- State News
Customers complain of higher bills
Some customers of West Virginia American Water are questioning why their bills went up even though they didn’t use their tap water for several days after a chemical spill.
Tomblin orders Freedom Industries to dismantle all tanks at site
Gov. Earl Ray Tomblin ordered Freedom Industries to begin, by March 15, 2014, the process of dismantling, removing and properly disposing of all of its above ground storage tanks, as well as associated piping and machinery, at its Etowah River Terminal in Charleston.
- W.Va. teen sentenced to life in friend's killing
W.Va. trial rescheduled in DUI crash
A West Virginia trial has been postponed for a man convicted in Pennsylvania in a crash that killed a sheriff’s deputy.
Utility gets approval for upgrades in W.Va.
West Virginia regulators have approved a request by an Appalachian Power affiliate to upgrade transmission facilities in the Kanawha Valley.
- W.Va. faces loss of leftover broadband funds
- Charleston forum set on PROMISE scholarship
DEP orders Freedom to disclose all materials spilled into Elk
The West Virginia Department of Environmental Protection, this morning, ordered Freedom Industries to disclose, by this afternoon, all materials spilled during a release from one of its storage tanks at its Elk River Ettowah Terminal on Jan. 9.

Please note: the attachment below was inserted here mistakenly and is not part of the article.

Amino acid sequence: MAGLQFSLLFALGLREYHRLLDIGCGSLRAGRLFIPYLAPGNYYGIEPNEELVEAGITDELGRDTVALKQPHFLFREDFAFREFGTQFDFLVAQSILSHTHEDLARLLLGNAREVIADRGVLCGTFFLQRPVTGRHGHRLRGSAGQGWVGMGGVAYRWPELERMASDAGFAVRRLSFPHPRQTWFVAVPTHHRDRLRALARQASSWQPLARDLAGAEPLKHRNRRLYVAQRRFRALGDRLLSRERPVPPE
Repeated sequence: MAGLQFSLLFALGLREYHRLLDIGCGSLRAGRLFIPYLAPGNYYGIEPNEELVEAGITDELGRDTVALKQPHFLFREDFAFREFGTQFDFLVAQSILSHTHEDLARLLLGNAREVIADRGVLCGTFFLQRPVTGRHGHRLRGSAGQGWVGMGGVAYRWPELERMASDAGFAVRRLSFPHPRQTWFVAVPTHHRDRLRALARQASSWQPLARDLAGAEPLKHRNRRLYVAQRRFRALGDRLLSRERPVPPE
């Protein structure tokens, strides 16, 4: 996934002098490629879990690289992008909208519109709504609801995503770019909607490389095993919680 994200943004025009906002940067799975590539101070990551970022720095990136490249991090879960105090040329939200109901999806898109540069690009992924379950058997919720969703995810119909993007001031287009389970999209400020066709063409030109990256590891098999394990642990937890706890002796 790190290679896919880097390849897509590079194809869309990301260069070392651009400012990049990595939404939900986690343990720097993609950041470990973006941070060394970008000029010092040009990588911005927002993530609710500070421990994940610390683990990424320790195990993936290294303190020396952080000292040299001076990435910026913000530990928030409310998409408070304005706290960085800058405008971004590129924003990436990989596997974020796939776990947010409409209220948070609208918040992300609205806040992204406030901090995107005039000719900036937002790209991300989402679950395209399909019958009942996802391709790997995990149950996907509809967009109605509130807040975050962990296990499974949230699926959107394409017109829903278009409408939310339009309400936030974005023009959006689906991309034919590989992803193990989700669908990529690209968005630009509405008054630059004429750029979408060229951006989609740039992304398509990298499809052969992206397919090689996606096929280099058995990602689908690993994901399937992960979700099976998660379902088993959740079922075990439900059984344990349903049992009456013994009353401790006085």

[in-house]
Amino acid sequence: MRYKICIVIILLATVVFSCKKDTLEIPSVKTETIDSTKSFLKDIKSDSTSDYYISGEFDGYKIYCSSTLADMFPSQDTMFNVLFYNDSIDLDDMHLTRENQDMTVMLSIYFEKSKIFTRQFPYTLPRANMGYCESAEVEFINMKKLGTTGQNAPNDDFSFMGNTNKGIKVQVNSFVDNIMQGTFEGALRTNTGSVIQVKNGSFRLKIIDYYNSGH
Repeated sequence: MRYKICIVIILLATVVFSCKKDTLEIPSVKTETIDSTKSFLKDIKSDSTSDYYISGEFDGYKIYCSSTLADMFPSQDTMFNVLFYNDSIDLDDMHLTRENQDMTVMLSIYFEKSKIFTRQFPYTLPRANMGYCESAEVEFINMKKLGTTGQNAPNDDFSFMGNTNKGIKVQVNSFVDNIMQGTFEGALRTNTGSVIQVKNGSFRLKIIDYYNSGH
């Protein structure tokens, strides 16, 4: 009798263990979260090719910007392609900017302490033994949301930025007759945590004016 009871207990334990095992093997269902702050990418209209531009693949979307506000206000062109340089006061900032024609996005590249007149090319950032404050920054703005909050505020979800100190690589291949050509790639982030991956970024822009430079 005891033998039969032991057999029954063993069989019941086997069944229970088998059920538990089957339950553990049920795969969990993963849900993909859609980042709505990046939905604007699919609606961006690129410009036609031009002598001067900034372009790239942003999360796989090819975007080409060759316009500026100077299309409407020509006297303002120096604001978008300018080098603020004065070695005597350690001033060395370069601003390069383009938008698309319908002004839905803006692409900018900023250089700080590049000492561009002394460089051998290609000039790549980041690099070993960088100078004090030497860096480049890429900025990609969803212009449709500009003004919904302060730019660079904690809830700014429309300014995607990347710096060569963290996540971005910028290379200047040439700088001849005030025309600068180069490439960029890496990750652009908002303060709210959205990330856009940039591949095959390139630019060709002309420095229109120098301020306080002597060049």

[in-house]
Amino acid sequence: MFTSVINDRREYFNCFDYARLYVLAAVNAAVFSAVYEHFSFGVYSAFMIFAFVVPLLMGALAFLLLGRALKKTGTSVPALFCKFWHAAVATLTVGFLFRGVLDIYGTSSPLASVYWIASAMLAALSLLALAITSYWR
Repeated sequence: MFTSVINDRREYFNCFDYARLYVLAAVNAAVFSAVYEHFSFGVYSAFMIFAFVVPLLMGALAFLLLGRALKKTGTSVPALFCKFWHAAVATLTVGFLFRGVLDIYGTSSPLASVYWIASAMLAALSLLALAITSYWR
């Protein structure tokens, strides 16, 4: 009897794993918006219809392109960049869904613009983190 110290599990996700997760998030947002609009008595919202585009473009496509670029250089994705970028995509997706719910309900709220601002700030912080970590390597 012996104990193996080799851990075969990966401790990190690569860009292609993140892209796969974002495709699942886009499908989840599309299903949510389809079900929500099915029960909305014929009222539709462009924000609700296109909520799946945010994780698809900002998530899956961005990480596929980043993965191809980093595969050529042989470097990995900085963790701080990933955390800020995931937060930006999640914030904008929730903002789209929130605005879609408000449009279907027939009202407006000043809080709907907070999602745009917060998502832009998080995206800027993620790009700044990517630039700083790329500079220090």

The Order comes in response to Freedom’s disclosure to the WVDEP on January 21 that another chemical, in addition to Crude MCHM, was contained in the above-ground storage tank that leaked materials into the Elk River and shut down the water supply for more than 300,000 West Virginia residents.
UPDATE: Chemical spill company cited for issues at second site
State inspectors have cited the company whose spill contaminated the water supply for 300,000 West Virginians for five violations at a second facility where it is storing chemicals, and they say Freedom Industries might have to relocate its materials again because of a lack of a secondary containment plan.
State inspectors found the violations Monday at a Nitro site where Freedom Industries moved its coal-cleaning chemicals after Thursday’s spill, according to a state Department of Environmental Protection report. Inspectors found that, like the Charleston facility where the leak originated, the Nitro site lacked appropriate last-resort containment to stop chemical leaks.
Transportation chief says more money needed for road work
Secretary of Transportation Paul Mattox gave his “State of the DOH” address to the Senate Transportation Committee Tuesday morning, noting that his $724 million budget could use more money to improve the paving schedule for state roads and the maintenance schedule for bridges.
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